Category Archives: race

Members of “Minority Majority” Gather to Discuss the State of Black Boston

Hundreds attend a town hall meeting focused on a new report from the Urban League of Eastern Massachusetts, the NAACP Boston and the Trotter Institute at U-Mass Boston.

As a precursor to this week’s 2011 National Urban League conference, many gathered a day early for a town hall meeting prompted by a new report, The State of Black Boston.  

During breakout sessions devoted to sections of the report, panelists drilled down on topics such as the currently bleak outlook for Boston’s Black press, housing and economic development and civic disenfranchisement among the city’s minority majority. One panel was devoted to the exploration of Boston’s modern cultural scene, “since Boston is evolving demographically, and leaving behind, however slowly, the perception that it is a white-bread place wary of outsiders.”

Dr. James Jennings, Professor of Urban and Environmental Policy & Planning at Tufts University, authored the report. It is based upon census and business data used to create a demographic profile of a city.The Urban League describes it as ” .. a tool to assess, measure, and understand the nature of racial inequality among Bostonians.”

“@titojackson: At the Hynes convention ctr with @MassGovernor and over 1000 others for the State of Black Boston. #mapoli #bospoli”
July 25, 2011
Massachusetts Governor Duval Patrick kicked off the day with a morning address.
The following are comments are made by attendees at today’s pre-conference meetings.
Patrick on being 1st black MA governor: “Being the first doesn’t mean anything if there isn’t a second.” @massgovernor #2011sobb #nul11 #fb
July 25, 2011
Patrick says he was still in school in 1976 when Urban League conference last came to Boston #2011sobb #nul11 #fb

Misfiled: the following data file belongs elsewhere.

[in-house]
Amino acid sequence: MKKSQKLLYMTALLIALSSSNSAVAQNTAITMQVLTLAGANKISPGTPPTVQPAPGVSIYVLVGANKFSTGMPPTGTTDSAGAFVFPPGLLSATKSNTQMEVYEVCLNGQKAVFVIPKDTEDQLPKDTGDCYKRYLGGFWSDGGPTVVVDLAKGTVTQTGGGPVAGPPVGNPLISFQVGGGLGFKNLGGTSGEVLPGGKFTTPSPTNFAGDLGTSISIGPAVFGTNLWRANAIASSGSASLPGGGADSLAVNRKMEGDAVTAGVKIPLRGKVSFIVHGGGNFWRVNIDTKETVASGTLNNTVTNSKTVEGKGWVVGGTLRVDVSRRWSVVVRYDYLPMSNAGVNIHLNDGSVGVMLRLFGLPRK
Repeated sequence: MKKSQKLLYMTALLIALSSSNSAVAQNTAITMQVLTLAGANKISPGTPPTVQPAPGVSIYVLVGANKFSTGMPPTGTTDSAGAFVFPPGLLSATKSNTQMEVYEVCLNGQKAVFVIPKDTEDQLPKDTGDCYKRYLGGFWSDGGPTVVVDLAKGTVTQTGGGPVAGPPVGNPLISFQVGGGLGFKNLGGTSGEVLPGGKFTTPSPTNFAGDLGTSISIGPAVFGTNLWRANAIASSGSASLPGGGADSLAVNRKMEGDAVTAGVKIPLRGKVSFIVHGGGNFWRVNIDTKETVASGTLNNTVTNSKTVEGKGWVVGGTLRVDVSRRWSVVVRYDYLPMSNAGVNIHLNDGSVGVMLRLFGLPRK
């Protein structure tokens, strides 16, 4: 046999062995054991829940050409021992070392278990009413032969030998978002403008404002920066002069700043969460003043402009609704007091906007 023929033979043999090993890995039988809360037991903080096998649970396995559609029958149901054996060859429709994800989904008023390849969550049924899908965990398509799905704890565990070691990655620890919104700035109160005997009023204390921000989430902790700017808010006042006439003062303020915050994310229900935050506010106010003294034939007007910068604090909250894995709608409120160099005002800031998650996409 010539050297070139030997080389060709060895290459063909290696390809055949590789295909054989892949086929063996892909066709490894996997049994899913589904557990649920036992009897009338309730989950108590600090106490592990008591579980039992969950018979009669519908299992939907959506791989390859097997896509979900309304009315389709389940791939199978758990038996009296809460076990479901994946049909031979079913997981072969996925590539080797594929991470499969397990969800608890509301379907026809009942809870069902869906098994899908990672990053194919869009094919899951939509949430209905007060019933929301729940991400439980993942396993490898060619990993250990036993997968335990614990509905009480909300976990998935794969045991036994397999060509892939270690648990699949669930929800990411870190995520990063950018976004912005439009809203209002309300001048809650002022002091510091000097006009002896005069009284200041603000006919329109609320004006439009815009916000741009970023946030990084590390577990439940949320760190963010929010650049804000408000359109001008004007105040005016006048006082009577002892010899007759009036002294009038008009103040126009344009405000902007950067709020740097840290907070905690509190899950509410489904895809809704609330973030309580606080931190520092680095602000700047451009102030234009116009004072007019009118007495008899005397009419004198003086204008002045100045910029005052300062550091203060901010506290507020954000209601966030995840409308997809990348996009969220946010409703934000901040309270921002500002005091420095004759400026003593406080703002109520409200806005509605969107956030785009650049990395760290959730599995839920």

July 25, 2011
There is much discussion about Boston’s racist reputation (school busing and Charles Stuart) at #2011sobb #nul11 #fb
July 25, 2011
There are some concerns by some attendees that there aren’t many young adults here today. Who are the future leaders? #2011sobb #nul11 #fb
July 25, 2011
Lol…I love hearing grown black men say fashionista and quote lady gaga. #2011SOBB
July 25, 2011
Dr. Ogletree says we do not talk enough about mental health in the black community #2011SOBB #NUL11
July 25, 2011
#2011sobb executive summary is being discussed. Health care has improved for black residents #nul11 #fb
July 25, 2011

Investigative reporter Soledad O’Brien gave the keynote luncheon address. O’Brien is known for hosting CNN’s In America series and is an acclaimed writer, covering topics from gay couples adopting children to the aftermath of Hurricane Katrina.

@soledad_obrien is speaking about her “In America” series. “My goal is to move the needle in discussing diversity” #2011sobb #nul11 #fb
July 25, 2011
Obrien says she is “disappointed” about the lack of racial diversity on prime time cable. #2011sobb #nul11 #fb
July 25, 2011
RT @YPNULEM: “How are we attacking age old disparities in the high tech industry within the black community?” @Soledad_Obrien #2011SOBB #NUL11
July 25, 2011
Inspired by the words and life of Soledad O’Brien at the State of Black Boston at Hynes Convention Center. Her focus was on solving social issues in our community by economic empowerment and justice.
Tito Jackson
July 25, 2011
RT @YPNULEM: “I want to talk about Diversity in the Nation and where we are headed” @Soledad_Obrien #2011SOBB #NUL11
July 25, 2011
Wrap up: Most #2011sobb discussion was on economic justice, entrepreneurship and why blacks need to take back their wealth #nul11 #fb